JME 2013

JME 2013

Cop. JME vol 12-2013 web

Index vol.12 2013

Evaluation of the Potential Genotoxic and Mutagenic Effects of Fipronil in Rats

S.M. Girgis,   V. F. Yassa

Fipronil is a broad use insecticide that belongs to the phenylpyrazole chemical group and is used to control a variety of insects. The present study was aimed to evaluate the potential genotoxic and mutagenic effects of this compound in Wistar albino rats exposed to two different doses of fipronil using chromosomal aberrations analysis and micronucleus assay. Rats were divided into 3 groups. The first group treated with 1/4 LD50 (25 mg/kg. b.wt). The second group treated with 1/2 LD50 (50 mg/kg. b.wt) for 24, 48 and 96 hr, besides the control group. The results of the present study revealed that structural chromosomal aberrations in somatic cells specially centromeric attenuations, fragments, breaks and deletions as well as total structural ab- errations and micronuclei increased significantly in rats treated either with 1/4 or1/2 LD50 of fipronil for 24, 48 and 96 hours compared to the control group. However, the frequency of numerical variation (peridiploidy) in the fipronil treated groups was not significant compared to the control. The peak of chromosomal aberrations and micronuclei frequency induced by fipronil occurred at 48 hr after treatment. In conclusion, fipronil was found to be genotoxic and mutagenic to rats and induced high rate of chromosomal aberrations and micronuclei. This encourages us to seek for alternative products of natural origin that are efficient in controlling pesticides and neither toxic to living organisms in general nor to the environment.

Invasive plants in the Mediterranean basin: which traits do they share?

C. Bresch, L. Mailleret, M.M. Muller, C. Poncet and P. Parolin

Species extinction processes are closely linked to human activities. Among the human factors identified as responsible for the loss of species, introduced species are the second-leading cause after habitat degradation. Plant invasions are particularly important in the Mediterranean Basin. Attempts have been made to describe factors associated with the invasive characters of plants. However, only a weak proportion of exotic plants really becomes invasive. In this contribution we review typical morphological and physiological traits that favour the invasivibility of plants into the Mediterranean Basin with a focus on ornamental species in this region. The aim of this study is to review the factors linked to the invasibility of the Mediterranean Basin ecosystem and the attributes shared by invasive plants in the Mediterranean area. The review shows that there is no unique profile of a typical invasive plant.

Dependence of Arctodiaptomus salinus (Calanoida, Copepoda) halotolerance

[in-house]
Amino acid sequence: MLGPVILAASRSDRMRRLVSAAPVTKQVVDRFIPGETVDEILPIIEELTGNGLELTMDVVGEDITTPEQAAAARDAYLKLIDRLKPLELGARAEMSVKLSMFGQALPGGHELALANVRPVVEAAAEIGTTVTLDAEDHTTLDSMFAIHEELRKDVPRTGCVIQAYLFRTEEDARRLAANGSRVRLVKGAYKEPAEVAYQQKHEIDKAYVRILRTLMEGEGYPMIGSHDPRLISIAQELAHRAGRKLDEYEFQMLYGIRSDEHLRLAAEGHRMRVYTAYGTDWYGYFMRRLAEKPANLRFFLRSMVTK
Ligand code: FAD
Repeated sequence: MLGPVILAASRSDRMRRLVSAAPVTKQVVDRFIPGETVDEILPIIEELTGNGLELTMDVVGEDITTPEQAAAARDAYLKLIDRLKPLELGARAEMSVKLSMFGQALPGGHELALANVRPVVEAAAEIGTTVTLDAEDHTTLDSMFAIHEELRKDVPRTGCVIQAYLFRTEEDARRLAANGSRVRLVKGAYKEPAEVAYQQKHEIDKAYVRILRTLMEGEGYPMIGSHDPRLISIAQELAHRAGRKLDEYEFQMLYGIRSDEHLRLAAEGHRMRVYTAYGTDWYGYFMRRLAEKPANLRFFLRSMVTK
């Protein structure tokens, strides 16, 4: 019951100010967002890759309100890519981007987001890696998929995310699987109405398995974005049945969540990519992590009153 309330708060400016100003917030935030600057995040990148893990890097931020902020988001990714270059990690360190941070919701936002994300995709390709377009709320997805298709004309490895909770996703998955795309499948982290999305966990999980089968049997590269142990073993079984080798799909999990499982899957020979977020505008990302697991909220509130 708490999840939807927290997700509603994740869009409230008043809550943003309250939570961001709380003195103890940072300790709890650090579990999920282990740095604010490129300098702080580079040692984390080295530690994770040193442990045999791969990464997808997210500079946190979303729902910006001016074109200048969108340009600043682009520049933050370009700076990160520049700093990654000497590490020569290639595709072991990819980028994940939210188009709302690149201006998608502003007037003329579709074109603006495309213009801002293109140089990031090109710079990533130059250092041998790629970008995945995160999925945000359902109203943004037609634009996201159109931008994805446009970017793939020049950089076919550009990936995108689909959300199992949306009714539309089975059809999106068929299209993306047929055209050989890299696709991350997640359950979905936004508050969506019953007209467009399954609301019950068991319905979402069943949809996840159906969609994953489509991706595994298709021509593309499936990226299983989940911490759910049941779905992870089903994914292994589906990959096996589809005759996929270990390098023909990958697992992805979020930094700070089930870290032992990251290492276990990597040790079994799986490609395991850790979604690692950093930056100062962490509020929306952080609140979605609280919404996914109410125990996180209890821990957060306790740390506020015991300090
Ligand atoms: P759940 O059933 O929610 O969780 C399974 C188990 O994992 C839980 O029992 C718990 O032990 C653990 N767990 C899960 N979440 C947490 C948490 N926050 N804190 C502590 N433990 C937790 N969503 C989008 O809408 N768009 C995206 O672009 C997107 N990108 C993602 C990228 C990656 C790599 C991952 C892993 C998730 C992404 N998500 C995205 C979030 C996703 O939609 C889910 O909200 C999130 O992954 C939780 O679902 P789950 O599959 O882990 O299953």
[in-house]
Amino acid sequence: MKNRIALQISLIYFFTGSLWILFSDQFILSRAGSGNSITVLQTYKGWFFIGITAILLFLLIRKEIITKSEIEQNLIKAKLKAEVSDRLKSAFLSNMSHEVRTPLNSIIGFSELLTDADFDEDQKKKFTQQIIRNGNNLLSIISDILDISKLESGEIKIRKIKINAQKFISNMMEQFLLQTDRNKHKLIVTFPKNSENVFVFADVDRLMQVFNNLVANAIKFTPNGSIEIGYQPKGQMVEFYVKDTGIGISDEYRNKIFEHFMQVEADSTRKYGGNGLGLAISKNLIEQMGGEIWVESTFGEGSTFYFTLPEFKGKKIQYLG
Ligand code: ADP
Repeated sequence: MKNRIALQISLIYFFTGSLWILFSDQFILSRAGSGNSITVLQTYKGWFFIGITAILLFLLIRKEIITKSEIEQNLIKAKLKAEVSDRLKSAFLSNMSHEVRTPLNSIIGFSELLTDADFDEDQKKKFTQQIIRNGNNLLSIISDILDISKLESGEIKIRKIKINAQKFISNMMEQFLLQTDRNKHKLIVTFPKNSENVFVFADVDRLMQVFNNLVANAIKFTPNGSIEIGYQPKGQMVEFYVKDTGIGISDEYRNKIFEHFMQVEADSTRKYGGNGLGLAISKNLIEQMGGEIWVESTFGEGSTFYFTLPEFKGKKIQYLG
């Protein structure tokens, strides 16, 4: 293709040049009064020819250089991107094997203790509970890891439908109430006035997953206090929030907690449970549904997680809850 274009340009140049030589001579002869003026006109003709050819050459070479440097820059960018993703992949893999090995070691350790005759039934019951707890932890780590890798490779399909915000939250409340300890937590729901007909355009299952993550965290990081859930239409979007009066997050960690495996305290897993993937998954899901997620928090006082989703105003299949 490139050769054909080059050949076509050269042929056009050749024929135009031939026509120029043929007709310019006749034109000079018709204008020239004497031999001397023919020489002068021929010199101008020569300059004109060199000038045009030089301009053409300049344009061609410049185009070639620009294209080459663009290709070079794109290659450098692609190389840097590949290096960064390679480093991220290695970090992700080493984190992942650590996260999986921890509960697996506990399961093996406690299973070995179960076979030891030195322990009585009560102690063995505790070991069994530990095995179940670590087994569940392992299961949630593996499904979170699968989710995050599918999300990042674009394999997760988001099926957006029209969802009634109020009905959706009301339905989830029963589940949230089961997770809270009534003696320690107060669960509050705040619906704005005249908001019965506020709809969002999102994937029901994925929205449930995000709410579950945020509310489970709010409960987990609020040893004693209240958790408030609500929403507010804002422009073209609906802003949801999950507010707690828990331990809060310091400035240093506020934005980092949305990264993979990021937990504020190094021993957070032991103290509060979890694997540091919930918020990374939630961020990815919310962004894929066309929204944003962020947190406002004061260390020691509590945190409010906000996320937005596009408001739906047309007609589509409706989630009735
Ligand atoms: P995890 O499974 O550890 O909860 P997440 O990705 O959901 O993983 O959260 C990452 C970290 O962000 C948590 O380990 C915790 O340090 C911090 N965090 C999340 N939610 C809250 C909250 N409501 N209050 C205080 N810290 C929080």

on exoosmolytes: new data and a hypothesis

N.V. Shadrin,  E.V. Anufriieva

Arctodiaptomus salinus is a widespread species in different regions including Mediterranean. Long-term study has shown the presence of the species in the Crimean lakes under the salinity from 5 to 210 ‰. The logarithm of the species density in a lake is inversely proportional to salinity. Earlier experimental studies have shown that the upper salinity limit of the species is 70-100 ‰. Authors explain this discrepancy of field and experimental data that at salinities above 70-100 ‰ copepods consume exoosmolytes, mainly with food. A. salinus is an osmokonformer; to survive under osmotic stress it utilizes mechanisms of the cellular level – accumulates the osmolytes. Every time when we found A. salinus under high salinities, we observed unicellular green algae Dunaliella salina bloom. D. salina intensifies the synthesis of osmolytes under high salinities, which can be up to 80 % of the dry weight of the cells. Probably A. salinus gets enough osmolytes by consuming Dunaliella to live under salinities above 70 ‰. Conclusions: The halotolerance limit of A. salinus is not determined purely by its physiology;  the metabolism of community, as a whole, determines the upper limit of halotolerance of animals-conformers.

Notes on the phenology of Dittrichia viscosa

P. Parolin, M. I. Scotta,  C. Bresch

Dittrichia viscosa L. (W. Greuther) (Asteraceae) (synonym Inula viscosa) is a common ruderal plant occurring in the Mediterranean region. It is important as natural food source for caterpillars of butterflies and moths and can be employed in biological control as resource for predatory insects. Furthermore, it is a weed in some countries, e.g. in Australia. Despite its wide distribution, its use and common employment, and its threat as invasive plant, little knowledge has been scientifically assessed about this species. In this note we present a descriptive study of the phenology of D. viscosa in Southern France.
D. viscosa with its nectar and pollen resources delivered in late summer and autumn attracts and maintains populations of arthropods, some of which may be beneficial arthropods employed in biological pest control. Knowledge about the phenological cycles of this plant species therefore is of fundamental value.